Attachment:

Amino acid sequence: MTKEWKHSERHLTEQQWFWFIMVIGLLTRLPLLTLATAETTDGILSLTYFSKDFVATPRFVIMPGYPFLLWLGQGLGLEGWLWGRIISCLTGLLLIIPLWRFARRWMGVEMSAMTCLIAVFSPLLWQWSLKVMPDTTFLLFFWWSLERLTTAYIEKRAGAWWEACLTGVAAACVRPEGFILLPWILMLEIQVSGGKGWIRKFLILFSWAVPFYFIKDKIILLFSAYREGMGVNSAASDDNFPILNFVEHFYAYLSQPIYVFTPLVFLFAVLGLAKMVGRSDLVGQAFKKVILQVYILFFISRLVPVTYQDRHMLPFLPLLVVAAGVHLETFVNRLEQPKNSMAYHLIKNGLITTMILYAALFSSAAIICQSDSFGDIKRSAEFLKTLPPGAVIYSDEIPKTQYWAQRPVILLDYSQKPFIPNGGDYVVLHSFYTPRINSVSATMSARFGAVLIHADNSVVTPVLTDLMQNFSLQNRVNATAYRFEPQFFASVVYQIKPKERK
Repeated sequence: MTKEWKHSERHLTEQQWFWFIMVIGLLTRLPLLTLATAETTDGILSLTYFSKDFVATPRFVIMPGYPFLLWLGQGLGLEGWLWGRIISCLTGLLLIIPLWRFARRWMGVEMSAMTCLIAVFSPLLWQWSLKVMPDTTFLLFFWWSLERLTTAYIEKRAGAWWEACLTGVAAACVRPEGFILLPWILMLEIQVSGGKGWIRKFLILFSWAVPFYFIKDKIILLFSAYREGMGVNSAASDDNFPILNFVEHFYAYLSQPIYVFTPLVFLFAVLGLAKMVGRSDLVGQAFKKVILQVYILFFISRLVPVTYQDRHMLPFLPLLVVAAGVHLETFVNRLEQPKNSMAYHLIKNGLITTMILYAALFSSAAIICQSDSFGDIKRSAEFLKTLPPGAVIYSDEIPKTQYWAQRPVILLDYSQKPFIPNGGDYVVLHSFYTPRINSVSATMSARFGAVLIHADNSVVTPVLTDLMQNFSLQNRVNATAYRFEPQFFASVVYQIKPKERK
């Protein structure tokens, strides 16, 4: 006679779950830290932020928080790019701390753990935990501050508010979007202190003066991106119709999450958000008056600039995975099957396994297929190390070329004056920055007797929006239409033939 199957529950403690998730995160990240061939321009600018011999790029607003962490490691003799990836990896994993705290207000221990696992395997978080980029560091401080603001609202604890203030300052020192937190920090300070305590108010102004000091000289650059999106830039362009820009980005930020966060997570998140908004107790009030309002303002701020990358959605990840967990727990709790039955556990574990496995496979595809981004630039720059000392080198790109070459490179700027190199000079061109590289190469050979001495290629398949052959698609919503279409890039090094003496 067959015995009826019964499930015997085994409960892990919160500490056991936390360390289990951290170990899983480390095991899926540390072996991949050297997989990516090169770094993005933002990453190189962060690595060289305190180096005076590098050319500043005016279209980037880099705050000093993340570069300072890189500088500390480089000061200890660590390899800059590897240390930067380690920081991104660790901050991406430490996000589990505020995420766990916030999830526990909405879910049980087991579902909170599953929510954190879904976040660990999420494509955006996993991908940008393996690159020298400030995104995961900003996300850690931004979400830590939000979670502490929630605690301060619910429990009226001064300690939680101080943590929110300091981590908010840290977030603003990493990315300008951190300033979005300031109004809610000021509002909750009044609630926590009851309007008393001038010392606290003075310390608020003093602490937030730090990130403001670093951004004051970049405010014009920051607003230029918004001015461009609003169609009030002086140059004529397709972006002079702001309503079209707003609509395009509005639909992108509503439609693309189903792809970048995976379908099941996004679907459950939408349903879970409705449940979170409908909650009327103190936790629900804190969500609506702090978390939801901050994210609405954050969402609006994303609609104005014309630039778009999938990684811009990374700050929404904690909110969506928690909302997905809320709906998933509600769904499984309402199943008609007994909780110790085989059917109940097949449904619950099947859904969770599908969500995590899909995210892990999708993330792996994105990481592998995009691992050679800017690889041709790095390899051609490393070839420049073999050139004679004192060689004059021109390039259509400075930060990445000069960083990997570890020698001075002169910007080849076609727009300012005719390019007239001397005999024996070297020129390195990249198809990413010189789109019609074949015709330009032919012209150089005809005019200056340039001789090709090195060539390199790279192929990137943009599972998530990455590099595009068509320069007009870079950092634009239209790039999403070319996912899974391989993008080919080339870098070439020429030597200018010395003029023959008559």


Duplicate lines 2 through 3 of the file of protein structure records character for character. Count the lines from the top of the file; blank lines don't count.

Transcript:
Repeated sequence: MTKEWKHSERHLTEQQWFWFIMVIGLLTRLPLLTLATAETTDGILSLTYFSKDFVATPRFVIMPGYPFLLWLGQGLGLEGWLWGRIISCLTGLLLIIPLWRFARRWMGVEMSAMTCLIAVFSPLLWQWSLKVMPDTTFLLFFWWSLERLTTAYIEKRAGAWWEACLTGVAAACVRPEGFILLPWILMLEIQVSGGKGWIRKFLILFSWAVPFYFIKDKIILLFSAYREGMGVNSAASDDNFPILNFVEHFYAYLSQPIYVFTPLVFLFAVLGLAKMVGRSDLVGQAFKKVILQVYILFFISRLVPVTYQDRHMLPFLPLLVVAAGVHLETFVNRLEQPKNSMAYHLIKNGLITTMILYAALFSSAAIICQSDSFGDIKRSAEFLKTLPPGAVIYSDEIPKTQYWAQRPVILLDYSQKPFIPNGGDYVVLHSFYTPRINSVSATMSARFGAVLIHADNSVVTPVLTDLMQNFSLQNRVNATAYRFEPQFFASVVYQIKPKERK
């Protein structure tokens, strides 16, 4: 006679779950830290932020928080790019701390753990935990501050508010979007202190003066991106119709999450958000008056600039995975099957396994297929190390070329004056920055007797929006239409033939 199957529950403690998730995160990240061939321009600018011999790029607003962490490691003799990836990896994993705290207000221990696992395997978080980029560091401080603001609202604890203030300052020192937190920090300070305590108010102004000091000289650059999106830039362009820009980005930020966060997570998140908004107790009030309002303002701020990358959605990840967990727990709790039955556990574990496995496979595809981004630039720059000392080198790109070459490179700027190199000079061109590289190469050979001495290629398949052959698609919503279409890039090094003496 067959015995009826019964499930015997085994409960892990919160500490056991936390360390289990951290170990899983480390095991899926540390072996991949050297997989990516090169770094993005933002990453190189962060690595060289305190180096005076590098050319500043005016279209980037880099705050000093993340570069300072890189500088500390480089000061200890660590390899800059590897240390930067380690920081991104660790901050991406430490996000589990505020995420766990916030999830526990909405879910049980087991579902909170599953929510954190879904976040660990999420494509955006996993991908940008393996690159020298400030995104995961900003996300850690931004979400830590939000979670502490929630605690301060619910429990009226001064300690939680101080943590929110300091981590908010840290977030603003990493990315300008951190300033979005300031109004809610000021509002909750009044609630926590009851309007008393001038010392606290003075310390608020003093602490937030730090990130403001670093951004004051970049405010014009920051607003230029918004001015461009609003169609009030002086140059004529397709972006002079702001309503079209707003609509395009509005639909992108509503439609693309189903792809970048995976379908099941996004679907459950939408349903879970409705449940979170409908909650009327103190936790629900804190969500609506702090978390939801901050994210609405954050969402609006994303609609104005014309630039778009999938990684811009990374700050929404904690909110969506928690909302997905809320709906998933509600769904499984309402199943008609007994909780110790085989059917109940097949449904619950099947859904969770599908969500995590899909995210892990999708993330792996994105990481592998995009691992050679800017690889041709790095390899051609490393070839420049073999050139004679004192060689004059021109390039259509400075930060990445000069960083990997570890020698001075002169910007080849076609727009300012005719390019007239001397005999024996070297020129390195990249198809990413010189789109019609074949015709330009032919012209150089005809005019200056340039001789090709090195060539390199790279192929990137943009599972998530990455590099595009068509320069007009870079950092634009239209790039999403070319996912899974391989993008080919080339870098070439020429030597200018010395003029023959008559």